Movie Review: I Am Number Four (2011)
Summary: John and his fellow fugitive aliens must blend in and seek refuge on earth as they try to locate others of their kind.
John is number four and has the grave displeasure of knowing that numbers 1, 2, and 3 have all been tracked down and killed. Being that he’s numerically next in line, he has much to worry about (why these Mogadorians choose to kill in chronological order is either a mystery or a plot component that never received much thought. Make of it what you will).
After raising too much suspicion in one place, the two must move on to another. We come upon his latest move to a new neighborhood where John goes to school to blend in and beat boredom at the same time. There, he meets “Sarah” (Dianna Agron) and the two are drawn to each other, pulling him out of feeling compelled to live life on the run to instead appreciate the turbulent delicacies of teen companionship. But when his friend “Sam” (Callan McAuliffe) stumbles upon proof of John’s powers as an alien – and as the Mogadorians get closer to finding him – his ability to keep concealed proves increasingly difficult.
Based on a teen science fiction best-selling novel with the title “I Am Number Four,” the movie offers quite a bit by way of intensity, action, and a very titillating use of special affects. The leaps off of cliffs, the laser guns and beams, the morphing pets, and the teleportation abilities are brought to us vividly and with great care. They spared no expense in making them as real as we could want them to be.
It is the school drama of IaN4 that brings the same “homecoming king vs. science nerd” sort of face-offs we’ve come to expect in our teen viewing, but the film easily qualifies as something on level with a kick-ass after school sci-fi special that is a slow romancer and a slow starter, but tucked inside a story that is very easy to follow, with the kind of surface-level science fiction that a young (non-geek) audience would most enjoy. Because of its characters, it remains likable, refusing to give itself away too early.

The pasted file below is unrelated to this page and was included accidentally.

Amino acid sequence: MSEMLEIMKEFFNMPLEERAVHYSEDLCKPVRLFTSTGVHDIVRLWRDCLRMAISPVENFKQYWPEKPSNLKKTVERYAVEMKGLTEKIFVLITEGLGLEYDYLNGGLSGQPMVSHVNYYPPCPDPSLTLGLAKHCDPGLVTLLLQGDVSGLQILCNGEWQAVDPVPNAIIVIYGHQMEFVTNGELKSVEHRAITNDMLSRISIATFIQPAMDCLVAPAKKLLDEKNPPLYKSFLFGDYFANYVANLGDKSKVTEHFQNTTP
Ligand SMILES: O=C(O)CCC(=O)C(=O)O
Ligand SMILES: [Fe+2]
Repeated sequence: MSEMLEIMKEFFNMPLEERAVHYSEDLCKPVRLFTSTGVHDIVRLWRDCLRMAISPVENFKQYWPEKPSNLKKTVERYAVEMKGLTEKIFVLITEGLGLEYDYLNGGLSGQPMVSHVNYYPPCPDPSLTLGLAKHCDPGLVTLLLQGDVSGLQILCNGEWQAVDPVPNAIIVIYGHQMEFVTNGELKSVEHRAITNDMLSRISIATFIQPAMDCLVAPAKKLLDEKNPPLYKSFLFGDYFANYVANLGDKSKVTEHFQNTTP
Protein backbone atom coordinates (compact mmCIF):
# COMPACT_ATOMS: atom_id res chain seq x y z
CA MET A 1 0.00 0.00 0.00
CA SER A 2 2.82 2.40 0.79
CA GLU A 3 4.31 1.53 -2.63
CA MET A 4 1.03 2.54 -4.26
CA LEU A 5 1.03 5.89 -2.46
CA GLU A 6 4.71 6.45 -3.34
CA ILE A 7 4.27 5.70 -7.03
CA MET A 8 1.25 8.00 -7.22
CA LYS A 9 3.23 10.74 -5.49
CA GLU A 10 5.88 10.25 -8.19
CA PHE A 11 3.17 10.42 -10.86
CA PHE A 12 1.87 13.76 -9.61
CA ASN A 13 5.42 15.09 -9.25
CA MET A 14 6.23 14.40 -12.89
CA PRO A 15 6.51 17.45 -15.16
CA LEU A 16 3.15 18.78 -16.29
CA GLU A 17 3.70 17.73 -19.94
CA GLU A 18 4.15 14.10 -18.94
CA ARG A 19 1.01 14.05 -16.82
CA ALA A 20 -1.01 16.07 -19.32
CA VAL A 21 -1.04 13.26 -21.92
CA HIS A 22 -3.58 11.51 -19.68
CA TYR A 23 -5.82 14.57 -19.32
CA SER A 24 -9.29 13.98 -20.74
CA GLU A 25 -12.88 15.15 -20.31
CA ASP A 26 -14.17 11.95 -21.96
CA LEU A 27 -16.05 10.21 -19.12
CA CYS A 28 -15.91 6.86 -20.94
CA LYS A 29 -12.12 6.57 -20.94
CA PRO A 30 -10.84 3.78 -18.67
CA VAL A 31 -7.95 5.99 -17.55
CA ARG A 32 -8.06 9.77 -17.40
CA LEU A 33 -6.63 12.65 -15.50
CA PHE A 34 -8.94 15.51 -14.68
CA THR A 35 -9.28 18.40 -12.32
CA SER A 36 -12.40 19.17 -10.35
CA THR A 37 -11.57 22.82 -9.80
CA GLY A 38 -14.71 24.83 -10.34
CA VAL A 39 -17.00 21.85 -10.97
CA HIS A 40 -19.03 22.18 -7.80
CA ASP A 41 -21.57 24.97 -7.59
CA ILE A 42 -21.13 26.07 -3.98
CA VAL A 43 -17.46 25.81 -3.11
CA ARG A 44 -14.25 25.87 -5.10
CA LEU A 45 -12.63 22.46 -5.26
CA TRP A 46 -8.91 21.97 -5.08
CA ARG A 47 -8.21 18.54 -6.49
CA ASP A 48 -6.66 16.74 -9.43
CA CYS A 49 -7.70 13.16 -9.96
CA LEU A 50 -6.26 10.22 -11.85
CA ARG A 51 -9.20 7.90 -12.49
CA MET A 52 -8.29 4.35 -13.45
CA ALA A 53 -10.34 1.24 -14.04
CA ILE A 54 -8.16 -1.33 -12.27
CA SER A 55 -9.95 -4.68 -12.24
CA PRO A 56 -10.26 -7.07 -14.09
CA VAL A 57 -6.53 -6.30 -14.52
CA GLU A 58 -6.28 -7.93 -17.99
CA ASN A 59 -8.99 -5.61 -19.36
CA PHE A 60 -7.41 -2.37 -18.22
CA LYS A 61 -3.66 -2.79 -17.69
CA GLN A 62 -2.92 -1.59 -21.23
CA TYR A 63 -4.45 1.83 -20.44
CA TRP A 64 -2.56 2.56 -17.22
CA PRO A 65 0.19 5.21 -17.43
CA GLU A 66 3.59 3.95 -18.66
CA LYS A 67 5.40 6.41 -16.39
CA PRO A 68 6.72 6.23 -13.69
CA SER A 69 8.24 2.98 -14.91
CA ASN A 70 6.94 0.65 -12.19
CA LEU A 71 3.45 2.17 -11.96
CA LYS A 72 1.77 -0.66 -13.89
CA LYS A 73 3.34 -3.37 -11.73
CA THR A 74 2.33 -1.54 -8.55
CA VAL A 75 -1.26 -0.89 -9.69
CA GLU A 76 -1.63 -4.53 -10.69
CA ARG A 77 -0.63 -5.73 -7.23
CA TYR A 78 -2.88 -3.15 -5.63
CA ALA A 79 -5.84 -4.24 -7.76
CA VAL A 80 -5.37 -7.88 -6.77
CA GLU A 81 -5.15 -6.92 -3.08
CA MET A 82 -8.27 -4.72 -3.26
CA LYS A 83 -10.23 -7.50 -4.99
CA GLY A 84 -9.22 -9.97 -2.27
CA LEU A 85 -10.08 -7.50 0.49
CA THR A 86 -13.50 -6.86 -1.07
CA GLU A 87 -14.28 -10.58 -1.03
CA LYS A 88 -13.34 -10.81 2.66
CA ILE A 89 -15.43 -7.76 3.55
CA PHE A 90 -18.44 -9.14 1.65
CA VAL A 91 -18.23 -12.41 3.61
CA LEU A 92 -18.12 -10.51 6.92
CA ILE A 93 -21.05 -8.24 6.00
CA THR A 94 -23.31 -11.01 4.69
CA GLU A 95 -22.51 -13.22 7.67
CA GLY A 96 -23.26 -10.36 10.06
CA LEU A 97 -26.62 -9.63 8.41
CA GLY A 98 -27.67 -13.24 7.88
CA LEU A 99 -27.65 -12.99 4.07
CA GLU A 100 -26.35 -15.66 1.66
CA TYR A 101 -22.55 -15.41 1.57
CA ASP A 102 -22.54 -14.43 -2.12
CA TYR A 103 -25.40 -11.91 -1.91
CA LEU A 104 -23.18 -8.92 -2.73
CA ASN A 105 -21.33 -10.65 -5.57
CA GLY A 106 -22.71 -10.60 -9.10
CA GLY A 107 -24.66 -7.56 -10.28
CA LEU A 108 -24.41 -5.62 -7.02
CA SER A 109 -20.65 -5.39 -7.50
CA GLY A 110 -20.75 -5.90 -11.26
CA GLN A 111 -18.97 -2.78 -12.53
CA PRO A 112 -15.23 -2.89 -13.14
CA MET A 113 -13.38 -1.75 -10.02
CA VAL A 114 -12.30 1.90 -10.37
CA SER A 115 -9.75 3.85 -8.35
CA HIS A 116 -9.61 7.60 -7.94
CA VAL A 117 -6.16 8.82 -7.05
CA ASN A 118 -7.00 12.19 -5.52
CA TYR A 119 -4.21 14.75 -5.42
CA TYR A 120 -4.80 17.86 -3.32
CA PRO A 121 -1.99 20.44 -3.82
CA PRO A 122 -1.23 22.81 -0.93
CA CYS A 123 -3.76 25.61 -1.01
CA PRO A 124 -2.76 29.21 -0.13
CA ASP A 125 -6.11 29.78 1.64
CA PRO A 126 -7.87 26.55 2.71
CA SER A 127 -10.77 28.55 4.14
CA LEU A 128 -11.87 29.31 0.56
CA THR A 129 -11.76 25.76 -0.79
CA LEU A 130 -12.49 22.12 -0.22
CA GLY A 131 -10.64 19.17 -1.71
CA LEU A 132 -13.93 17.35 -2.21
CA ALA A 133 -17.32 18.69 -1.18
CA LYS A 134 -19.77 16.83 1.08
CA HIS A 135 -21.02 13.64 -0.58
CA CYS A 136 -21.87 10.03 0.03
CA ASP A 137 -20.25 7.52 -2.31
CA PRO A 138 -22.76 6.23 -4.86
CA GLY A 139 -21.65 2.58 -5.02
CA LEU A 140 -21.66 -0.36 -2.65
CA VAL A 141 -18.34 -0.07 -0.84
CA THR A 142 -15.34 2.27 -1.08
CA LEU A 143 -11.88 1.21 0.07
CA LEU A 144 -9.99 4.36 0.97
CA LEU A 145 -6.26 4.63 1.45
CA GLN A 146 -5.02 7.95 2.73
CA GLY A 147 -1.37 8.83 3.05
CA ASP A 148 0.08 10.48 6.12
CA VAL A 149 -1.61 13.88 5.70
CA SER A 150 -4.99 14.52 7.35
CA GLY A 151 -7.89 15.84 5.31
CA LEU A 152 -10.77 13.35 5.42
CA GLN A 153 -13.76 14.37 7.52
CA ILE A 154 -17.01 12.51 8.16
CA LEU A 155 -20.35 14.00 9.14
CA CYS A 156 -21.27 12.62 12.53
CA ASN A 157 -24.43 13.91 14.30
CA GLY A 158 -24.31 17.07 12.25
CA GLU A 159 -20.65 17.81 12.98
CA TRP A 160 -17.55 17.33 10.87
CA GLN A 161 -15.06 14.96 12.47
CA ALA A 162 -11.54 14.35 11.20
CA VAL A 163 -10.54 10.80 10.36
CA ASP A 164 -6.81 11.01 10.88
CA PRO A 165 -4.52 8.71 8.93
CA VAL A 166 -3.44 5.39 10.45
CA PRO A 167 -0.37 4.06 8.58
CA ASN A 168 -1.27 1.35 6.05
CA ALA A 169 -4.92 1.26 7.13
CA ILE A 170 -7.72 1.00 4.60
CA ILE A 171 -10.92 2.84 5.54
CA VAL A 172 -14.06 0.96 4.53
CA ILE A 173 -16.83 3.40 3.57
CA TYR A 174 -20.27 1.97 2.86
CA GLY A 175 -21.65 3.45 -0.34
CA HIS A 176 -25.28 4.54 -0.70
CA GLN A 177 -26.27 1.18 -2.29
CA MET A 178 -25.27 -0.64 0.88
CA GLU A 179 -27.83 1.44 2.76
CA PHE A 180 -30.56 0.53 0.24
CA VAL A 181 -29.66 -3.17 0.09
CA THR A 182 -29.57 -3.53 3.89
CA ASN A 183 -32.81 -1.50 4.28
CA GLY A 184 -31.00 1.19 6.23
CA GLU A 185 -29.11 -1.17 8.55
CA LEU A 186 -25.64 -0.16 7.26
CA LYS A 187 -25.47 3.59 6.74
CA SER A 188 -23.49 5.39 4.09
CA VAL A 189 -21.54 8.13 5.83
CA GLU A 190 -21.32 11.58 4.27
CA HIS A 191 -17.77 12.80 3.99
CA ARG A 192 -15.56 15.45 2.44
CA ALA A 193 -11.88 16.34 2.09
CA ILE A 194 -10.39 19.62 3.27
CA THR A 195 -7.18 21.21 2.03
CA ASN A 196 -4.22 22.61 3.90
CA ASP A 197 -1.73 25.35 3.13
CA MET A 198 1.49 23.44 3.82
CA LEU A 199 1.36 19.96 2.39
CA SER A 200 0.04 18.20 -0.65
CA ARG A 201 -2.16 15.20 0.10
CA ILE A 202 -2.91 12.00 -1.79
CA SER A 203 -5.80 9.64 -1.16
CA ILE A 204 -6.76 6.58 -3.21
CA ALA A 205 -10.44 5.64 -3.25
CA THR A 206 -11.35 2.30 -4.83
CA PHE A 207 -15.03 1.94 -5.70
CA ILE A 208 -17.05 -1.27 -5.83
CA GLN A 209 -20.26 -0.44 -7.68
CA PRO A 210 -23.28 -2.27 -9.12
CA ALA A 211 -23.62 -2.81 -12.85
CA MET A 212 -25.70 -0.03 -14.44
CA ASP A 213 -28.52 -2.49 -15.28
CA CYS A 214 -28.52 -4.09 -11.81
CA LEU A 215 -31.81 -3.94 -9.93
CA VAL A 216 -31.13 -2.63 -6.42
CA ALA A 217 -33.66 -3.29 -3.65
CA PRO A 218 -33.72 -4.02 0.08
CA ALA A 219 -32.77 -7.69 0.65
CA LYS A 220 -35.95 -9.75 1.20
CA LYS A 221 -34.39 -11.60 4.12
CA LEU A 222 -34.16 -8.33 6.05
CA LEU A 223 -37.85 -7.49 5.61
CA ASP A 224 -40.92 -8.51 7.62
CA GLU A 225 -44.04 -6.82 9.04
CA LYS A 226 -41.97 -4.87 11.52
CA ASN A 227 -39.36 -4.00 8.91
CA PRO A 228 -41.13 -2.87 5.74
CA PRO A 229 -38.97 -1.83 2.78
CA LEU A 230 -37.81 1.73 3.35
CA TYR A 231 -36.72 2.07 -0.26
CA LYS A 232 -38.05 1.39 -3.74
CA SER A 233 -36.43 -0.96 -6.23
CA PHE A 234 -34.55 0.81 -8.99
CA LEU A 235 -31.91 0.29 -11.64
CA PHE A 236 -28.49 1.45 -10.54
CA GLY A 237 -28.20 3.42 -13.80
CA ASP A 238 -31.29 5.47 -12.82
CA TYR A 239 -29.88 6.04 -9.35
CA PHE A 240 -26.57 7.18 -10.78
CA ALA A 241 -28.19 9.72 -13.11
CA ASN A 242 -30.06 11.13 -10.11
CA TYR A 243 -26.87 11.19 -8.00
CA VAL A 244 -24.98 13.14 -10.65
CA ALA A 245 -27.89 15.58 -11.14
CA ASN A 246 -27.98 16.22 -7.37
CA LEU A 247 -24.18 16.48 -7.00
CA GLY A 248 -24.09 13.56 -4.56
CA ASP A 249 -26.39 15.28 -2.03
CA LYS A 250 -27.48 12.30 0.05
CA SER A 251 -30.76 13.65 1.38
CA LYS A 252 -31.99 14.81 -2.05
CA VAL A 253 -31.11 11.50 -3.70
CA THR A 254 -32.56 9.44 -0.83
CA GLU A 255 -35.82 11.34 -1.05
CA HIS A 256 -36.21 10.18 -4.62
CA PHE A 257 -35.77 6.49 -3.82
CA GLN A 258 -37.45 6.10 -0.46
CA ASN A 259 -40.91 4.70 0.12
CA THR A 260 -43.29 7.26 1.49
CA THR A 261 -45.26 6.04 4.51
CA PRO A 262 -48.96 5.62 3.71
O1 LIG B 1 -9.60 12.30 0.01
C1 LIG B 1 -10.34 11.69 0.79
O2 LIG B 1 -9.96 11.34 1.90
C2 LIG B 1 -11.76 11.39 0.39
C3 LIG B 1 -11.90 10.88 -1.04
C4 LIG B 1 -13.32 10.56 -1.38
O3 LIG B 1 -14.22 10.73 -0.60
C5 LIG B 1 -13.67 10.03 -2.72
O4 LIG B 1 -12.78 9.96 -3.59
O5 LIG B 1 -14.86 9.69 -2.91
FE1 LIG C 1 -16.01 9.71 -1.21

While it could be considered a lot like the Twilight series, it is far less devoted to its romance and offers no “eye candy” in the form of shirtless boys with washboard abs. The time taken to bring John home to be with Sarah and the family is as close as we get, and is reasonable as per the direction of the story. Being very noticeably made for teen audiences, the film gets kudos for giving everyone what they want. Adults and kids only need overlook a few kinks in the hose of the plot to have a good time at the movies.
There are two things that fail to make sense in the story; the first we have already mentioned; 1) Why must the Mogadorians kill in the order in which the survivors are known? And 2) Why do these Mogadorians need to go as far as Earth to finish them off? If they annihilated the home world of John’s race as we are informed, why go out of the way to come to earth to vanquish the survivors? The Mogadorians are conquerors of worlds, we are told. And conquerors of worlds and conquerors of lands have in common that logic dictates to both that it makes sense to take what you can use from a people and move on, not to chase down a few fledgling survivors from the far ends of the galaxy.
In both questions, we see what appears to be our main problem emerging, which is that no more thought went into the project than was necessary. A story was created that could include a teen dating element and a sci-fi element to keep interest. This is further scene in that these Mogadorians come off and sound like big, dumb, unfunny class retards with goth design patterns shaved into their heads, with the “we’re the obvious bad guys” gear to match. They happen to not be needed, but are also not too much to handle.
When you go from a kid’s book to a kid’s movie and don’t make a few changes to give the plot some logistical solidarity, you have problems like these. None of this changes the fact that I was extremely entertained in the watching of it. Growing in appeal with each passing ten-minute interval, we end up with a movie that is a fun and explosive experience at the movies. In this case, too much thinking doesn't screw that up.
Grade: C+ (2 ½ stars)
Rated: PG-13 (for intense sequences of violence and action, and some language)
Director: D.J. Caruso
Starring: “John” (Alex Pettyfer), “Henri” (Timothy Olyphant), “Number 6” (Teresa Palmer), “Sarah” (Dianna Agron), “Sam” (Callan McAuliffe), “Mogadorian Commander” (Kevin Durand), “Mark” (Jake Abel), “Sheriff James” (Jeff Hochendoner), “Kevin” (Patrick Sebes), “Number 3” (Greg Townley), “Nicole” (Emily Wickersham), “Frank” (Brian Howe), “Bret” (Andy Owen)
Genre: Action / Sci-Fi / Thriller